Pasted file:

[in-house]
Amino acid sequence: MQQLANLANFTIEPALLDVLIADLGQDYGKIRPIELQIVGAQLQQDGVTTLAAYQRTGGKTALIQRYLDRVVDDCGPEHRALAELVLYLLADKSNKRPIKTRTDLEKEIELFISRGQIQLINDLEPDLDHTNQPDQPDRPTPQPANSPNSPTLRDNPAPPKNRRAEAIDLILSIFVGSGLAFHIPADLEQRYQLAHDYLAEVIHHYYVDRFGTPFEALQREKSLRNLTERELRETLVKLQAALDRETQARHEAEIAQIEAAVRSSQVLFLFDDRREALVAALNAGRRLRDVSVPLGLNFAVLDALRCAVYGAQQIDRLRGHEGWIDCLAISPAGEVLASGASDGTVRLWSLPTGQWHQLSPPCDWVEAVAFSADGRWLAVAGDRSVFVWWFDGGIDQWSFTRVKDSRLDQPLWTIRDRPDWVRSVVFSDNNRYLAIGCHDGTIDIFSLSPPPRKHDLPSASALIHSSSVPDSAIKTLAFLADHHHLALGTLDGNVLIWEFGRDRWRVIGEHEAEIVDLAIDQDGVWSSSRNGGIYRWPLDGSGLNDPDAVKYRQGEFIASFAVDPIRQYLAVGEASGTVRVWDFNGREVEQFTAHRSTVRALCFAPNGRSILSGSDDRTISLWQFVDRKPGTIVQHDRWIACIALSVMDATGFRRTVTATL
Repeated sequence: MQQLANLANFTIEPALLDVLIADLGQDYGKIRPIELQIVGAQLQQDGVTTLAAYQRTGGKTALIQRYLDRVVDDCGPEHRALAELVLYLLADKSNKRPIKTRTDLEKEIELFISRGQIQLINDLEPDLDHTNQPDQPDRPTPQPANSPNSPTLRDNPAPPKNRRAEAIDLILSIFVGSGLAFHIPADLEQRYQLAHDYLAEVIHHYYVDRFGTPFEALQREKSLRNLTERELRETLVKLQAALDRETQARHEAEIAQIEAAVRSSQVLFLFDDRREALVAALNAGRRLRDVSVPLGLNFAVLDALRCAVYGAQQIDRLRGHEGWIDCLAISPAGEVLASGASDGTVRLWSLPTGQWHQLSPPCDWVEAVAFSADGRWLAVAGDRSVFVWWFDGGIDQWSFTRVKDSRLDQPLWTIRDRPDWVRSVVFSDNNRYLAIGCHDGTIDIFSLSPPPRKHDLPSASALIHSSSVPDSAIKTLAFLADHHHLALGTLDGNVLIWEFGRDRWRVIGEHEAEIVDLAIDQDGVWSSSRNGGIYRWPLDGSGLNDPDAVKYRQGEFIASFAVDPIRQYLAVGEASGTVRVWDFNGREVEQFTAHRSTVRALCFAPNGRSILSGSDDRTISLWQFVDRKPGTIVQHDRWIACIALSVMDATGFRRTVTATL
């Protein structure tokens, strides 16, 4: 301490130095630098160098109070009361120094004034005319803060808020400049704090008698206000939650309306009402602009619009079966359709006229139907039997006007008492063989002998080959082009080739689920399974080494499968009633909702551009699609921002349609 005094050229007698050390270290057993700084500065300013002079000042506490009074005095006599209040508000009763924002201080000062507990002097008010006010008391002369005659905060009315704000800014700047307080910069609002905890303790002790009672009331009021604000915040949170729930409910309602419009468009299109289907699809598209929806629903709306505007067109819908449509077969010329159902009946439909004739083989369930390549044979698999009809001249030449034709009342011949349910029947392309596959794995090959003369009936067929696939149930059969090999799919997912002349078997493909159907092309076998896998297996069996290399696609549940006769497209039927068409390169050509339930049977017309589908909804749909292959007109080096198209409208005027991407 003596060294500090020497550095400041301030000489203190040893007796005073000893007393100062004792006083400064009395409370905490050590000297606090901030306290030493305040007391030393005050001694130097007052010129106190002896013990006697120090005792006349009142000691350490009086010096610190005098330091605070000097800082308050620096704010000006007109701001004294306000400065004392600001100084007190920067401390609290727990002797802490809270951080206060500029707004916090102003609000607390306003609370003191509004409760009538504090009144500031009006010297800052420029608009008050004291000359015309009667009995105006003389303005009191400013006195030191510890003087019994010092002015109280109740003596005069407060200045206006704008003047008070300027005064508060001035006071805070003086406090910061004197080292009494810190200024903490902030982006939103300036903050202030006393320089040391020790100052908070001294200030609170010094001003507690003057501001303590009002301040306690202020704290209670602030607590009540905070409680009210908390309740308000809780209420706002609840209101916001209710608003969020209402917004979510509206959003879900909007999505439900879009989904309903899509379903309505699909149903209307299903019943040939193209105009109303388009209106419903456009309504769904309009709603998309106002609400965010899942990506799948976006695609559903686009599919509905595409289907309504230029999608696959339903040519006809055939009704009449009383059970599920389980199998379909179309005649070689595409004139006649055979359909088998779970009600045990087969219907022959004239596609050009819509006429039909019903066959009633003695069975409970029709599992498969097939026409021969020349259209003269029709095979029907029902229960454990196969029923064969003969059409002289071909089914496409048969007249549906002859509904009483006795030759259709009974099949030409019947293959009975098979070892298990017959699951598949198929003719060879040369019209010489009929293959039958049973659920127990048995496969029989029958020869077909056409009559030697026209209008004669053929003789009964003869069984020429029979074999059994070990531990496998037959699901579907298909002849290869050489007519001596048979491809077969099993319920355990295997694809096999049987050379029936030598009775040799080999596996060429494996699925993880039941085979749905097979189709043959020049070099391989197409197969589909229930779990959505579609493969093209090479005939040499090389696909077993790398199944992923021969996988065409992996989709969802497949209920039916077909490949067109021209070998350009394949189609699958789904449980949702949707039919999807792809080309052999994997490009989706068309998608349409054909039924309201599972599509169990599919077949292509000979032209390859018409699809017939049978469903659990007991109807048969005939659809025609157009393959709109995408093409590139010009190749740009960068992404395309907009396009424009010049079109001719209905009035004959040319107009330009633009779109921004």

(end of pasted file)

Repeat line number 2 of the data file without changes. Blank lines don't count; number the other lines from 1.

Amino acid sequence: MQQLANLANFTIEPALLDVLIADLGQDYGKIRPIELQIVGAQLQQDGVTTLAAYQRTGGKTALIQRYLDRVVDDCGPEHRALAELVLYLLADKSNKRPIKTRTDLEKEIELFISRGQIQLINDLEPDLDHTNQPDQPDRPTPQPANSPNSPTLRDNPAPPKNRRAEAIDLILSIFVGSGLAFHIPADLEQRYQLAHDYLAEVIHHYYVDRFGTPFEALQREKSLRNLTERELRETLVKLQAALDRETQARHEAEIAQIEAAVRSSQVLFLFDDRREALVAALNAGRRLRDVSVPLGLNFAVLDALRCAVYGAQQIDRLRGHEGWIDCLAISPAGEVLASGASDGTVRLWSLPTGQWHQLSPPCDWVEAVAFSADGRWLAVAGDRSVFVWWFDGGIDQWSFTRVKDSRLDQPLWTIRDRPDWVRSVVFSDNNRYLAIGCHDGTIDIFSLSPPPRKHDLPSASALIHSSSVPDSAIKTLAFLADHHHLALGTLDGNVLIWEFGRDRWRVIGEHEAEIVDLAIDQDGVWSSSRNGGIYRWPLDGSGLNDPDAVKYRQGEFIASFAVDPIRQYLAVGEASGTVRVWDFNGREVEQFTAHRSTVRALCFAPNGRSILSGSDDRTISLWQFVDRKPGTIVQHDRWIACIALSVMDATGFRRTVTATL